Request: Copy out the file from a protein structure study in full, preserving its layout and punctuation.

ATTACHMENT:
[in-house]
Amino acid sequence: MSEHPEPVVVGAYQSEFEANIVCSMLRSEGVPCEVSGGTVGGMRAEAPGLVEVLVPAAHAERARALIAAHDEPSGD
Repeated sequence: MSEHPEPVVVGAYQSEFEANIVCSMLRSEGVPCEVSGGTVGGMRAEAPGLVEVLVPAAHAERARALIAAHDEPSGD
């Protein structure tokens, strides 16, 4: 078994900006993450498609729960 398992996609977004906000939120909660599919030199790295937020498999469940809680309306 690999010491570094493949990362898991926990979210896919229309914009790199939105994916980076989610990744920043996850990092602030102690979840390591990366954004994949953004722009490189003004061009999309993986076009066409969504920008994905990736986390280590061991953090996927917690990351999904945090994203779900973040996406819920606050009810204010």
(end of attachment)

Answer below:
[in-house]
Amino acid sequence: MSEHPEPVVVGAYQSEFEANIVCSMLRSEGVPCEVSGGTVGGMRAEAPGLVEVLVPAAHAERARALIAAHDEPSGD
Repeated sequence: MSEHPEPVVVGAYQSEFEANIVCSMLRSEGVPCEVSGGTVGGMRAEAPGLVEVLVPAAHAERARALIAAHDEPSGD
């Protein structure tokens, strides 16, 4: 078994900006993450498609729960 398992996609977004906000939120909660599919030199790295937020498999469940809680309306 690999010491570094493949990362898991926990979210896919229309914009790199939105994916980076989610990744920043996850990092602030102690979840390591990366954004994949953004722009490189003004061009999309993986076009066409969504920008994905990736986390280590061991953090996927917690990351999904945090994203779900973040996406819920606050009810204010």